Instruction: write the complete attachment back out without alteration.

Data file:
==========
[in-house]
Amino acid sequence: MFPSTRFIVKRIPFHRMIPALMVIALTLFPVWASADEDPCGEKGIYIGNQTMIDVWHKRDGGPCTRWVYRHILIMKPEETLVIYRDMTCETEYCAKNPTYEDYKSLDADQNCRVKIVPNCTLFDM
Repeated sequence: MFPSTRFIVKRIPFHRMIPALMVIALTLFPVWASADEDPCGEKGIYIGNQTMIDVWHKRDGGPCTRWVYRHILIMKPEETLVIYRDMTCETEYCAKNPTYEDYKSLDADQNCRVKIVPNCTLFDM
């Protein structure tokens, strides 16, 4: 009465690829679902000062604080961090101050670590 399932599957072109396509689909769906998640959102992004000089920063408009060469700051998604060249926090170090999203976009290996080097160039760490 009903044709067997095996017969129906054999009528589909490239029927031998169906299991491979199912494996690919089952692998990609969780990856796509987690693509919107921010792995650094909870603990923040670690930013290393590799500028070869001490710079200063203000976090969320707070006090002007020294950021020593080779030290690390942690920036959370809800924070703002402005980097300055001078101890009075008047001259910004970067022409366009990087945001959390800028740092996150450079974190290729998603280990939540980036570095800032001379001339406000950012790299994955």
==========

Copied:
[in-house]
Amino acid sequence: MFPSTRFIVKRIPFHRMIPALMVIALTLFPVWASADEDPCGEKGIYIGNQTMIDVWHKRDGGPCTRWVYRHILIMKPEETLVIYRDMTCETEYCAKNPTYEDYKSLDADQNCRVKIVPNCTLFDM
Repeated sequence: MFPSTRFIVKRIPFHRMIPALMVIALTLFPVWASADEDPCGEKGIYIGNQTMIDVWHKRDGGPCTRWVYRHILIMKPEETLVIYRDMTCETEYCAKNPTYEDYKSLDADQNCRVKIVPNCTLFDM
């Protein structure tokens, strides 16, 4: 009465690829679902000062604080961090101050670590 399932599957072109396509689909769906998640959102992004000089920063408009060469700051998604060249926090170090999203976009290996080097160039760490 009903044709067997095996017969129906054999009528589909490239029927031998169906299991491979199912494996690919089952692998990609969780990856796509987690693509919107921010792995650094909870603990923040670690930013290393590799500028070869001490710079200063203000976090969320707070006090002007020294950021020593080779030290690390942690920036959370809800924070703002402005980097300055001078101890009075008047001259910004970067022409366009990087945001959390800028740092996150450079974190290729998603280990939540980036570095800032001379001339406000950012790299994955």